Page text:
All will be judged according to the light that has been given. The Lord sends forth His ambassadors with a message of salvation, and those who hear He will hold responsible for the way in which they treat the words of His servants. Those who are sincerely seeking for truth will make a careful investigation, in the light of God's word, of the doctrines presented to them.
The unbelieving Jews of Thessalonica, filled with jealousy and hatred of the apostles, and not content with having driven them from their own city, followed them to Berea, and aroused against them the excitable passions of the lower class. Fearing
that violence would be done to Paul if he remained there, the brethren sent him to Athens, accompanied by some of the Bereans who had newly accepted the faith.
Thus persecution followed the teachers of truth from city to city. The enemies of Christ could not prevent the advancement of the gospel, but they succeeded in making the work of the apostles exceedingly hard. Yet in the face of opposition and conflict, Paul pressed steadily forward, determined to carry out the purpose of God as revealed to him in the vision at Jerusalem: "I will send thee far hence unto the Gentiles."
Paul's hasty departure from Berea deprived him of the opportunity he had anticipated of visiting the brethren at Thessalonica.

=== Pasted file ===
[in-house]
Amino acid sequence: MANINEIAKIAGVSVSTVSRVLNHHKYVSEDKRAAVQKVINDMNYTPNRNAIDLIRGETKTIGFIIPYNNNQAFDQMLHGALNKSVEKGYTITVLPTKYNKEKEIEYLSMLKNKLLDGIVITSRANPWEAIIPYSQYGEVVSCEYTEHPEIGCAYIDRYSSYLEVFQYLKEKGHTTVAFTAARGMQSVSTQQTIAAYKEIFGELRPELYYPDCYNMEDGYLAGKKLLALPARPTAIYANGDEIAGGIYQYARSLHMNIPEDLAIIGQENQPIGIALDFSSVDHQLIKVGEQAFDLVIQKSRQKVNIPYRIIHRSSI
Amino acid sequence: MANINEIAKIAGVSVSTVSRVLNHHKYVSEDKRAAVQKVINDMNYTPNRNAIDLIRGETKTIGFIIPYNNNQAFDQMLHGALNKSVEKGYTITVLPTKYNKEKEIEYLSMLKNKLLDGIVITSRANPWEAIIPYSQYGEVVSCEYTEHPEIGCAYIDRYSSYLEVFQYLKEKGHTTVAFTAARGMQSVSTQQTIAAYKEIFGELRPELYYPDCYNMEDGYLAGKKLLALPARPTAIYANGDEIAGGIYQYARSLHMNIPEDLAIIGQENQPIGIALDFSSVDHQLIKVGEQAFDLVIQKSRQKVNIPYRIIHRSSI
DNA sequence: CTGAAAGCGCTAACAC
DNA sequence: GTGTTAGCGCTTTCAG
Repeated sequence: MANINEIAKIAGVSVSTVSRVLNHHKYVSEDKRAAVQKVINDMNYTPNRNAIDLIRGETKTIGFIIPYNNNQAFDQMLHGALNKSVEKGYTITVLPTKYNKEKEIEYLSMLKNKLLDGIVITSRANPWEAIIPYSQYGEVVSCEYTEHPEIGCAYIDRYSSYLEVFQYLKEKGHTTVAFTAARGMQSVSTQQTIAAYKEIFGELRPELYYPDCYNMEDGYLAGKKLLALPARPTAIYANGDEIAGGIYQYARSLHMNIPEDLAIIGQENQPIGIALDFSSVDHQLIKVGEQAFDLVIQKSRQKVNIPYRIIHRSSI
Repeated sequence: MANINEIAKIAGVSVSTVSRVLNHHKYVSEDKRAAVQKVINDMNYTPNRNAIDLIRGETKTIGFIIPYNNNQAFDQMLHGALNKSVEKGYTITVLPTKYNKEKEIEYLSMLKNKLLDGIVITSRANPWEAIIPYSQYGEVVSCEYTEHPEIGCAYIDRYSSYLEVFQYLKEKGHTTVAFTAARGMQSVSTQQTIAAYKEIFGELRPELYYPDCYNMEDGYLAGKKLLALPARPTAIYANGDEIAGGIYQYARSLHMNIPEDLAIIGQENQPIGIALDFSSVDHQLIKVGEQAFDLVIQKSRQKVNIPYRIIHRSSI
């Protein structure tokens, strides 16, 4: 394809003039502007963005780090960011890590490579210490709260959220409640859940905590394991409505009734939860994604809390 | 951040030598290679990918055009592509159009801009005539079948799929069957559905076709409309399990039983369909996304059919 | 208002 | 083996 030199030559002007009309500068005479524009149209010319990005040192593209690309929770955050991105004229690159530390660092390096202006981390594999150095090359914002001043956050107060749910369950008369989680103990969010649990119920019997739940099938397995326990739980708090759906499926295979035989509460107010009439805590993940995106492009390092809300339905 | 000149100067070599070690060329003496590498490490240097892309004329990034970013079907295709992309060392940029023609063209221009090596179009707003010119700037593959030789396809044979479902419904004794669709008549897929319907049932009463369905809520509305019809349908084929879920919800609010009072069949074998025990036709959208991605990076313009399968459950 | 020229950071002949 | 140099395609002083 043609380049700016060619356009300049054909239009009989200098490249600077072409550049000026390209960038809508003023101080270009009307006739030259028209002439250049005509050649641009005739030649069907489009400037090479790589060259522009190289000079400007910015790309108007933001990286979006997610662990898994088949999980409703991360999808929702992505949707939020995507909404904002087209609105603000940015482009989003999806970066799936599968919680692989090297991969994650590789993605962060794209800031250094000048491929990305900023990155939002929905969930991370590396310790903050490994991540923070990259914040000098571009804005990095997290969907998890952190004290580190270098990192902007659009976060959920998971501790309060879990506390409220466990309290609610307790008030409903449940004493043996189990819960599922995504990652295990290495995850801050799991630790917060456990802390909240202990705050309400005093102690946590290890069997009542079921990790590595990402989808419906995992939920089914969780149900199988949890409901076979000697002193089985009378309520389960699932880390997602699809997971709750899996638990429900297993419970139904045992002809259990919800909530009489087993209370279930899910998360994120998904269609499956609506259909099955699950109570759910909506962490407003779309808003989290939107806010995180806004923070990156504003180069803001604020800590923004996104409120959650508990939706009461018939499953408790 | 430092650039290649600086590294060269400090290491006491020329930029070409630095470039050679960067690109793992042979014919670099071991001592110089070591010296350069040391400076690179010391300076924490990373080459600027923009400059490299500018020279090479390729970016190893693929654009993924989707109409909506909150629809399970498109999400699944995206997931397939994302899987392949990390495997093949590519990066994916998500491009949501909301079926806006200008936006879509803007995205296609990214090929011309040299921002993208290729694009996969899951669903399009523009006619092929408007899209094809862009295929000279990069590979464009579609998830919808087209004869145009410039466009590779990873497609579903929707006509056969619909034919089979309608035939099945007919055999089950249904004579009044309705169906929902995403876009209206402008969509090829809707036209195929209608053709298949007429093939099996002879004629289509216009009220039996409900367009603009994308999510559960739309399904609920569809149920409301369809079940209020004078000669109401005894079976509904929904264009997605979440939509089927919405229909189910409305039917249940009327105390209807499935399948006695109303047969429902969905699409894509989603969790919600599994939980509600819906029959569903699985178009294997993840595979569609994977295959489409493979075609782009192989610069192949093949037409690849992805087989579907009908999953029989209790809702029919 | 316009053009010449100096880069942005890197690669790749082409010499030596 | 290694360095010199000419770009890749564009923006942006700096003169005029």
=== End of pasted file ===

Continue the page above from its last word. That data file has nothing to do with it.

On arriving at Athens, the apostle sent the Berean brethren back with a message to Silas and Timothy to join him immediately. Timothy had come to Berea prior to Paul's departure, and with Silas had remained to carry on the work so well begun there, and to instruct the new converts in the principles of the faith.
The city of Athens was the metropolis of heathendom. Here Paul did not meet with an ignorant, credulous populace, as at Lystra, but with a people famous for their intelligence and culture. Everywhere statues of their gods and of the deified heroes of history and poetry met the eye, while magnificent architecture and paintings represented the national glory and the popular worship of heathen deities. The senses of the people were entranced by the beauty and splendor of art. On every hand sanctu
1 Acts 22:21.